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Rani Roopmati, was a Hindu singer, and later Queen of Malwa after her marriage to Sultan Baz Bahadur. The Sultan and Roopmati fell in love with each other and were married according to Muslim and Hindu rites.

Rani of Malwa
Roopmati with Baz Bahadur

Adham Khan was prompted to conquer Mandu partly due to Roopmati's beauty. When Adham Khan marched on the fort Baz Bahadur met him with his small force and was defeated, Roopmati poisoned herself. Thus ending the magical love story which was steeped in music, poetry, romance, war and death. This romance is considered a legend by some whilst others consider it to be true.



Baz Bahadur and Rani Roopmati

Baz Bahadur, ever so fond of music, was the last independent ruler of Mandu. Once out hunting, Baz Bahadur chanced upon a shepherdess frolicking and singing with her friends. Smitten by both her enchanting beauty and her melodius voice, he begged Roopmati to accompany him to his capital. Roopmati agreed to go to Mandu on the condition that she would live in a palace within sight of her beloved and venerated river, Narmada. Thus was built the Rewa Kund at Mandu.

End of the love taleEdit

The Defeat of Baz Bahadur of Malwa by the Mughal Troops, while Rani Roopmati, and her female companions, view the scene from the terrace of the fort. 1561- Akbarnama, ca 1590-1595 CE.

Unfortunately, the romance of this Muslim prince and Hindu shepherdess was doomed to failure. The great Mughal Akbar decided to invade Mandu and capture Roopmati and Baz Bahadur. Akbar sent Adham Khan to capture Mandu and Baz bahadur went to challenge him with his small army. No match for the great Mughal army, Mandu fell easily.

Baz Bahadur fled to Chittorgarh to seek help. As Adham Khan came to Mandu, he was surprised by the beauty of Roopmati. Rani Roopmati stoically poisoned herself to avoid capture, bringing an end to the love story.[1]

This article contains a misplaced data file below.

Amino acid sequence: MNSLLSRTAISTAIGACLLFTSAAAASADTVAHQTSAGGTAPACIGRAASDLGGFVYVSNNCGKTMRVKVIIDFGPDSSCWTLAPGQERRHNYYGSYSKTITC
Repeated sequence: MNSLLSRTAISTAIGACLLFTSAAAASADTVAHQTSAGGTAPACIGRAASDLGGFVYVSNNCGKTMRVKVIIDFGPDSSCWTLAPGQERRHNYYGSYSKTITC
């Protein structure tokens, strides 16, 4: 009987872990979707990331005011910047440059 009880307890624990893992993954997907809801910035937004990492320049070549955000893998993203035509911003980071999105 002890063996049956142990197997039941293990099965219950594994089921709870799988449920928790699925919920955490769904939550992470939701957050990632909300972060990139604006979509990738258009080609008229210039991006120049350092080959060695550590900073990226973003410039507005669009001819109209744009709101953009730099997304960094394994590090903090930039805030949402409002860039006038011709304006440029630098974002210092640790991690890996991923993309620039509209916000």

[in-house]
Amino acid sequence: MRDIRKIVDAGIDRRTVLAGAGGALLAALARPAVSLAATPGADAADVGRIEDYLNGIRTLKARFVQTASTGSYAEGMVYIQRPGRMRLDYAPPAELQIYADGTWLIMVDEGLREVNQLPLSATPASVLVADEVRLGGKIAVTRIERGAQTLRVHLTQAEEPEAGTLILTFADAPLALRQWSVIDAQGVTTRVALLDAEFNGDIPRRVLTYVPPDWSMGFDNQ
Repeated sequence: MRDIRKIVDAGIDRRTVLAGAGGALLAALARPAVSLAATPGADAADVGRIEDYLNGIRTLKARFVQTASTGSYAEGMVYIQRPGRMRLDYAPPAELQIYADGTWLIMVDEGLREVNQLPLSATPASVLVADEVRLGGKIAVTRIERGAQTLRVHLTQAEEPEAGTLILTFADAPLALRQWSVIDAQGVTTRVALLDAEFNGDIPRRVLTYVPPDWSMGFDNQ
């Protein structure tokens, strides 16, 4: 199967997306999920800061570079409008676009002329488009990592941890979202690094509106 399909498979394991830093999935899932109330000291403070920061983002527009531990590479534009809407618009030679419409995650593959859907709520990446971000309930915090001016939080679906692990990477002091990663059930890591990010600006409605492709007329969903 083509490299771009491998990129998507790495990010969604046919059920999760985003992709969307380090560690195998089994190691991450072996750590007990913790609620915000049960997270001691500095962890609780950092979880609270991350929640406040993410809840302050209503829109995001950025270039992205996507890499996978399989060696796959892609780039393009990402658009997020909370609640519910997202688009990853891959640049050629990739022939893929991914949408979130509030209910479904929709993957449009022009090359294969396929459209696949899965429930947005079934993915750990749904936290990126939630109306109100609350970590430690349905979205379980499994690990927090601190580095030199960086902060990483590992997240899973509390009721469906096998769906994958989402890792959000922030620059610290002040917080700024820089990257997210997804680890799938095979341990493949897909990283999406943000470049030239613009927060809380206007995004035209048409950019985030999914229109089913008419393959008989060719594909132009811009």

Poems of Rani RupmatiEdit

In 1599, Ahmad-ul-Umri Turkoman, who was in the service of Sharaf-ud-Din Mirza wrote the story of Rani Roopmati in Persian. He collected 26 poems of her and included them in his work. The original manuscript passed to his grandson Fulad Khan and his friend Mir Jafar Ali made a copy of the manuscript in 1653. Mir Jafar Ali’s copy ultimately passed to Mehbub Ali of Delhi and after his death in 1831 passed to a lady of Delhi. Jemadar Inayat Ali of Bhopal brought this manuscript from her to Agra. This manuscript later reached C.E. Luard and translated into English by L.M. Crump under the title, The Lady of the Lotus: Rupmati, Queen of Mandu: A Strange Tale of Faithfulness in 1926. This manuscript has a collection of twelve dohas, ten kavitas and three sawaiyas of Rupmati.[2] The Z Solution Dhamnod

Rewa kund and Rani Roopmati pavilionEdit

The Rewa Kund is a reservoir built by Baz Bahadur at Mandu, equipped with an aqueduct to supply Roopmati's palace with water. Today, the site is revered as a holy spot. Baz Bahadur's Palace was constructed in the early 16th century, and is notable for its spacious courtyard fringed with halls, and high terraces which give a terrific view of the lovely surroundings. Rani Roopmati's Pavilion was built as an army observation post. It served a more romantic purpose as Roopmati's retreat. From this picturesque pavilion perched on a hilltop, the queen could gaze at her paramour's palace, and also at the Narmada flowing by, below. Rani Rupmati's double pavilion perched on the southern embattlements afforded a beautiful view of the Narmada valley.


  1. ^ Rewa kund
  2. ^ Khare, M.D. (ed.) (1981). Malwa through the Ages, Bhopal: Directorate of Archaeology and Museums, Government of M.P., pp.365-7